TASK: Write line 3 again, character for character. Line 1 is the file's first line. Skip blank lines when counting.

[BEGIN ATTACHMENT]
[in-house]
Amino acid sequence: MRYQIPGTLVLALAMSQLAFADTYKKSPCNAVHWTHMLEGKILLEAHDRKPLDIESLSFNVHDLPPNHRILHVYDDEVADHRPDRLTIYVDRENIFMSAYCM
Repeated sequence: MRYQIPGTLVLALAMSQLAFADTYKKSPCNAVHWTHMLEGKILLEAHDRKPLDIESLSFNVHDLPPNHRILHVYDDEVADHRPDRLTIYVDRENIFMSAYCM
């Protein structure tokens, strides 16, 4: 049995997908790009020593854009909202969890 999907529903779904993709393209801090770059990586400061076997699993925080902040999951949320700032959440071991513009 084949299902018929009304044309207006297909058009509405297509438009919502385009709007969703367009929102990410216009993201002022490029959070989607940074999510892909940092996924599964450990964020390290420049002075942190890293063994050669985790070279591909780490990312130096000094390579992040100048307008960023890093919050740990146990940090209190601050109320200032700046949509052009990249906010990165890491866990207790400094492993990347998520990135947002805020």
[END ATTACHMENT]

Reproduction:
Repeated sequence: MRYQIPGTLVLALAMSQLAFADTYKKSPCNAVHWTHMLEGKILLEAHDRKPLDIESLSFNVHDLPPNHRILHVYDDEVADHRPDRLTIYVDRENIFMSAYCM